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  1. Word vector embeddings have been shown to contain and amplify biases in the data they are extracted from. Consequently, many techniques have been proposed to identify, mitigate, and attenuate these biases in word representations. In this paper, we utilize interactive visualization to increase the interpretability and accessibility of a collection of state-of-the-art debiasing techniques. To aid this, we present the Visualization of Embedding Representations for deBiasing (“VERB”) system, an open-source web-based visualization tool that helps users gain a technical understanding and visual intuition of the inner workings of debiasing techniques, with a focus on their geometric properties. In particular, VERB offers easy-to-follow examples that explore the effects of these debiasing techniques on the geometry of high-dimensional word vectors. To help understand how various debiasing techniques change the underlying geometry, VERB decomposes each technique into interpretable sequences of primitive transformations and highlights their effect on the word vectors using dimensionality reduction and interactive visual exploration. VERB is designed to target natural language processing (NLP) practitioners who are designing decision-making systems on top of word embeddings, and also researchers working with the fairness and ethics of machine learning systems in NLP. It can also serve as a visual medium for education, which helps an NLP novice understand and mitigate biases in word embeddings. 
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    Free, publicly-accessible full text available January 1, 2025
  2. Word vector embeddings have been shown to contain and amplify biases in the data they are extracted from. Consequently, many techniques have been proposed to identify, mitigate, and attenuate these biases in word representations. In this paper, we utilize interactive visualization to increase the interpretability and accessibility of a collection of state-of-the-art debiasing techniques. To aid this, we present the Visualization of Embedding Representations for deBiasing (“VERB”) system, an open-source web-based visualization tool that helps users gain a technical understanding and visual intuition of the inner workings of debiasing techniques, with a focus on their geometric properties. In particular, VERB offers easy-to-follow examples that explore the effects of these debiasing techniques on the geometry of high-dimensional word vectors. To help understand how various debiasing techniques change the underlying geometry, VERB decomposes each technique into interpretable sequences of primitive transformations and highlights their effect on the word vectors using dimensionality reduction and interactive visual exploration. VERB is designed to target natural language processing (NLP) practitioners who are designing decision-making systems on top of word embeddings, and also researchers working with the fairness and ethics of machine learning systems in NLP. It can also serve as a visual medium for education, which helps an NLP novice understand and mitigate biases in word embeddings.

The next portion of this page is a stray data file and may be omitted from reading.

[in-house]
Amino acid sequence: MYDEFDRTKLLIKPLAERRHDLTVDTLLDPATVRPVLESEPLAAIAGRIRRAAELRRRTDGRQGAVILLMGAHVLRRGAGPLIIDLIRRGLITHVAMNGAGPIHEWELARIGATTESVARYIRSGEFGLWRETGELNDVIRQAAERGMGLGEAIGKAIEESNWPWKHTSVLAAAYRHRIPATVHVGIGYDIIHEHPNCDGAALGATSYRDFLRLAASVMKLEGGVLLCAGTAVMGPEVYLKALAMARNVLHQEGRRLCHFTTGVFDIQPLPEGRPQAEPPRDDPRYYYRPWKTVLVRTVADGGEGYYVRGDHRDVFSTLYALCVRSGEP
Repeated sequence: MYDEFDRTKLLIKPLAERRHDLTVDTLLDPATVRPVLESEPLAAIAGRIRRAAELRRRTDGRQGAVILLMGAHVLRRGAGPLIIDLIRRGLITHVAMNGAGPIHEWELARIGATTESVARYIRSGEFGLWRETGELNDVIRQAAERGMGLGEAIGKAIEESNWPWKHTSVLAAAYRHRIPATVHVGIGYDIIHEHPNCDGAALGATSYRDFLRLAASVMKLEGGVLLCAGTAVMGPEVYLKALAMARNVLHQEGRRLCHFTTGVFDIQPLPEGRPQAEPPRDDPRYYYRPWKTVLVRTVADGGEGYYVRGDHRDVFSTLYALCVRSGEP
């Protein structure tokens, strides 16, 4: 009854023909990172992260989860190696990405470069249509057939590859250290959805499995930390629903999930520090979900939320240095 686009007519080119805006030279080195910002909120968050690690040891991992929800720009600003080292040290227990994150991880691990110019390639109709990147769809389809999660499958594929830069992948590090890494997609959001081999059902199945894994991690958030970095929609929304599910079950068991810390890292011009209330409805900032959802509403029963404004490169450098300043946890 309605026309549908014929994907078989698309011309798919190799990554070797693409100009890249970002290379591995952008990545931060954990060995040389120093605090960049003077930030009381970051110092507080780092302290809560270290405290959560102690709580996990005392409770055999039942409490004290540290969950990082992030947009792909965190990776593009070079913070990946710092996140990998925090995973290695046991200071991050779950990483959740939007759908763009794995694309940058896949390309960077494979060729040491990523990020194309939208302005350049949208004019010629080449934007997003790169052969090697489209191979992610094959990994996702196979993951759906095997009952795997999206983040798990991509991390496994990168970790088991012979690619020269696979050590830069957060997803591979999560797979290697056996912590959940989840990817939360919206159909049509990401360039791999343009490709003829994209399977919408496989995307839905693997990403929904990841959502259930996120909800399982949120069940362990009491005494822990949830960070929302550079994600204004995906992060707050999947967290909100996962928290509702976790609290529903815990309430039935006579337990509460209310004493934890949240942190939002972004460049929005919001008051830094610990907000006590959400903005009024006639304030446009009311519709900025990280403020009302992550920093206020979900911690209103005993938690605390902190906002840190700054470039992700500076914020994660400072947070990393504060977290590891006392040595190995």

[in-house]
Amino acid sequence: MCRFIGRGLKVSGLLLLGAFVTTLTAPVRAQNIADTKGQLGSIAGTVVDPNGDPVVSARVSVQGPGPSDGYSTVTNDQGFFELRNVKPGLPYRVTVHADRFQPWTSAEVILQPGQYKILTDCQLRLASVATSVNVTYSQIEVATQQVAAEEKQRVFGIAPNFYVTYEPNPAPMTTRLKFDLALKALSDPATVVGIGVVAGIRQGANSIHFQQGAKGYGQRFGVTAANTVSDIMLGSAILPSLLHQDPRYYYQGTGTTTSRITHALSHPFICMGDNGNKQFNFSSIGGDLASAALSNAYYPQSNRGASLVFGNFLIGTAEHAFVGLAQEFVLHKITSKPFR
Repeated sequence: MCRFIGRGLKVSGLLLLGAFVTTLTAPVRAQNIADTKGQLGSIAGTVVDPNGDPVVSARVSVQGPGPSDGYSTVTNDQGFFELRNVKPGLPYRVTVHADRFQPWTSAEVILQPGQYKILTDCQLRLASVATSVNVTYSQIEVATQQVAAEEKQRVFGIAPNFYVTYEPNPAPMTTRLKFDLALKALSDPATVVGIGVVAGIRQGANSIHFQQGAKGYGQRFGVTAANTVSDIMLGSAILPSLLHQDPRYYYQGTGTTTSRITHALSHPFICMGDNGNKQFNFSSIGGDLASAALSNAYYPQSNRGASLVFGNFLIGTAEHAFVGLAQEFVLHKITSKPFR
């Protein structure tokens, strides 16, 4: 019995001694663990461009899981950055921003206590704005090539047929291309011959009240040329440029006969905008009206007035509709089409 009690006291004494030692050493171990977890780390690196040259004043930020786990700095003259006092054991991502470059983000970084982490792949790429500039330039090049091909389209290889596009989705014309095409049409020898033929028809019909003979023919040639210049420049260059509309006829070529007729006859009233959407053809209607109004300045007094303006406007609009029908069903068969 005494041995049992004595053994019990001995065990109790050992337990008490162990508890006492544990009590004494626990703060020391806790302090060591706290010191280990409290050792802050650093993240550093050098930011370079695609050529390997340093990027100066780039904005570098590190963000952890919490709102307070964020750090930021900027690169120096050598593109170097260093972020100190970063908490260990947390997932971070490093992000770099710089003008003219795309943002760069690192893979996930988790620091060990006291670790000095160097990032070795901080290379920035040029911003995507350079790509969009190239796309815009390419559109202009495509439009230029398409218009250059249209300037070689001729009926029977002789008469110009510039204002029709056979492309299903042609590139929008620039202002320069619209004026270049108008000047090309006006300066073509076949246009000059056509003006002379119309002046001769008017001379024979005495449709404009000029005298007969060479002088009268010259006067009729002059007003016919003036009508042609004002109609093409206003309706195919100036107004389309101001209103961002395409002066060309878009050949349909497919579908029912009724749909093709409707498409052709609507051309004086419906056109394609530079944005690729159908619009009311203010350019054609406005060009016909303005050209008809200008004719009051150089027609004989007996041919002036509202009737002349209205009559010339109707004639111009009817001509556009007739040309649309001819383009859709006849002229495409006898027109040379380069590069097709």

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    Free, publicly-accessible full text available June 22, 2024
  3. Gender bias in language technologies has been widely studied, but research has mostly been restricted to a binary paradigm of gender. It is essential also to consider non-binary gender identities, as excluding them can cause further harm to an already marginalized group. In this paper, we comprehensively evaluate popular language models for their ability to correctly use English gender-neutral pronouns (e.g., singular they, them) and neo-pronouns (e.g., ze, xe, thon) that are used by individuals whose gender identity is not represented by binary pronouns. We introduce Misgendered, a framework for evaluating large language models’ ability to correctly use preferred pronouns, consisting of (i) instances declaring an individual’s pronoun, followed by a sentence with a missing pronoun, and (ii) an experimental setup for evaluating masked and auto-regressive language models using a unified method. When prompted out-of-the-box, language models perform poorly at correctly predicting neo-pronouns (averaging 7.6% accuracy) and gender-neutral pronouns (averaging 31.0% accuracy). This inability to generalize results from a lack of representation of non-binary pronouns in training data and memorized associations. Few-shot adaptation with explicit examples in the prompt improves the performance but plateaus at only 45.4% for neo-pronouns. We release the full dataset, code, and demo at https://tamannahossainkay.github.io/misgendered/. 
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  4. Language representations are an efficient tool used across NLP, but they are strife with encoded societal biases. These biases are studied extensively, but with a primary focus on English language representations and biases common in the context of Western society. In this work, we investigate the biases present in Hindi language representations such as caste and religion associated biases. We demonstrate how biases are unique to specific language representations based on the history and culture of the region they are widely spoken in, and also how the same societal bias (such as binary gender associated biases) when investigated across languages is encoded by different words and text spans. With this work, we emphasize on the necessity of social-awareness along with linguistic and grammatical artefacts when modeling language representations, in order to understand the biases encoded. 
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